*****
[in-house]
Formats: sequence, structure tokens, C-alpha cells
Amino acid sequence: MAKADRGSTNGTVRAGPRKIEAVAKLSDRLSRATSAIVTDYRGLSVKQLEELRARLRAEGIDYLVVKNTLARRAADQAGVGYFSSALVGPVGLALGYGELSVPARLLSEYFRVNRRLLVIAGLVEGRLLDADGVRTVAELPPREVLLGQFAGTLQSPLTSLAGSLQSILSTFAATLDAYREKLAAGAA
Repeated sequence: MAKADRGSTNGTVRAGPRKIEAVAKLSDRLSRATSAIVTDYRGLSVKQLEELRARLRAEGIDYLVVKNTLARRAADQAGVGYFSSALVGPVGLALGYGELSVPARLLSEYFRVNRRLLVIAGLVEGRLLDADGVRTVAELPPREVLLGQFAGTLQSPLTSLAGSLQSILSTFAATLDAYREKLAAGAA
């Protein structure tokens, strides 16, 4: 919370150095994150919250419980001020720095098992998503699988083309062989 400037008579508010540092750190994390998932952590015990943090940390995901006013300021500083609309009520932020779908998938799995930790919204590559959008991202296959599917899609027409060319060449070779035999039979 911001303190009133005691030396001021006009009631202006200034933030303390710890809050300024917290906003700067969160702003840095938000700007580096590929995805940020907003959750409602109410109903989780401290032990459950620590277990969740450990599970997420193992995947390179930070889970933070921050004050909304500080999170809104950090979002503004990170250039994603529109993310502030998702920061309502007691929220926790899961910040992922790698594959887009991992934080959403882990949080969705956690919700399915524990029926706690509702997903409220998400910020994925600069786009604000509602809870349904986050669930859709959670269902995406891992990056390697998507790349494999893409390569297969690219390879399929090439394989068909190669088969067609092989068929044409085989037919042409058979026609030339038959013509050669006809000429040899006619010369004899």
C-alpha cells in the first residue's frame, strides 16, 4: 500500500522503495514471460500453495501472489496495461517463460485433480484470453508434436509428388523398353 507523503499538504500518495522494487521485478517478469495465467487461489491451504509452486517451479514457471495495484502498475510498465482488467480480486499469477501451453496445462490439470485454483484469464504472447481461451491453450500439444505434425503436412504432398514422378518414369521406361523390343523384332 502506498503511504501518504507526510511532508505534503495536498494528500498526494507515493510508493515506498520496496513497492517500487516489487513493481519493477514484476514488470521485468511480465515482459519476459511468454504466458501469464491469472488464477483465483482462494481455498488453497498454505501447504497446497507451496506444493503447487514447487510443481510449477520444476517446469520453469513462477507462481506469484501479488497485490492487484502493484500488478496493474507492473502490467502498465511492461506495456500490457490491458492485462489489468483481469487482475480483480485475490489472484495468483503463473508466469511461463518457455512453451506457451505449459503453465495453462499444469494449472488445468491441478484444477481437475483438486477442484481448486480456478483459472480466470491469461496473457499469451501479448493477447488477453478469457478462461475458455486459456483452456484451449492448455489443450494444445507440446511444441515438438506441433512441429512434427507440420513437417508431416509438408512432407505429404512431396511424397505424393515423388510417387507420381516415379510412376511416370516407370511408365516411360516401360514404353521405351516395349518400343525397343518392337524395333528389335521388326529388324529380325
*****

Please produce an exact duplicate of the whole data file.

[in-house]
Formats: sequence, structure tokens, C-alpha cells
Amino acid sequence: MAKADRGSTNGTVRAGPRKIEAVAKLSDRLSRATSAIVTDYRGLSVKQLEELRARLRAEGIDYLVVKNTLARRAADQAGVGYFSSALVGPVGLALGYGELSVPARLLSEYFRVNRRLLVIAGLVEGRLLDADGVRTVAELPPREVLLGQFAGTLQSPLTSLAGSLQSILSTFAATLDAYREKLAAGAA
Repeated sequence: MAKADRGSTNGTVRAGPRKIEAVAKLSDRLSRATSAIVTDYRGLSVKQLEELRARLRAEGIDYLVVKNTLARRAADQAGVGYFSSALVGPVGLALGYGELSVPARLLSEYFRVNRRLLVIAGLVEGRLLDADGVRTVAELPPREVLLGQFAGTLQSPLTSLAGSLQSILSTFAATLDAYREKLAAGAA
């Protein structure tokens, strides 16, 4: 919370150095994150919250419980001020720095098992998503699988083309062989 400037008579508010540092750190994390998932952590015990943090940390995901006013300021500083609309009520932020779908998938799995930790919204590559959008991202296959599917899609027409060319060449070779035999039979 911001303190009133005691030396001021006009009631202006200034933030303390710890809050300024917290906003700067969160702003840095938000700007580096590929995805940020907003959750409602109410109903989780401290032990459950620590277990969740450990599970997420193992995947390179930070889970933070921050004050909304500080999170809104950090979002503004990170250039994603529109993310502030998702920061309502007691929220926790899961910040992922790698594959887009991992934080959403882990949080969705956690919700399915524990029926706690509702997903409220998400910020994925600069786009604000509602809870349904986050669930859709959670269902995406891992990056390697998507790349494999893409390569297969690219390879399929090439394989068909190669088969067609092989068929044409085989037919042409058979026609030339038959013509050669006809000429040899006619010369004899």
C-alpha cells in the first residue's frame, strides 16, 4: 500500500522503495514471460500453495501472489496495461517463460485433480484470453508434436509428388523398353 507523503499538504500518495522494487521485478517478469495465467487461489491451504509452486517451479514457471495495484502498475510498465482488467480480486499469477501451453496445462490439470485454483484469464504472447481461451491453450500439444505434425503436412504432398514422378518414369521406361523390343523384332 502506498503511504501518504507526510511532508505534503495536498494528500498526494507515493510508493515506498520496496513497492517500487516489487513493481519493477514484476514488470521485468511480465515482459519476459511468454504466458501469464491469472488464477483465483482462494481455498488453497498454505501447504497446497507451496506444493503447487514447487510443481510449477520444476517446469520453469513462477507462481506469484501479488497485490492487484502493484500488478496493474507492473502490467502498465511492461506495456500490457490491458492485462489489468483481469487482475480483480485475490489472484495468483503463473508466469511461463518457455512453451506457451505449459503453465495453462499444469494449472488445468491441478484444477481437475483438486477442484481448486480456478483459472480466470491469461496473457499469451501479448493477447488477453478469457478462461475458455486459456483452456484451449492448455489443450494444445507440446511444441515438438506441433512441429512434427507440420513437417508431416509438408512432407505429404512431396511424397505424393515423388510417387507420381516415379510412376511416370516407370511408365516411360516401360514404353521405351516395349518400343525397343518392337524395333528389335521388326529388324529380325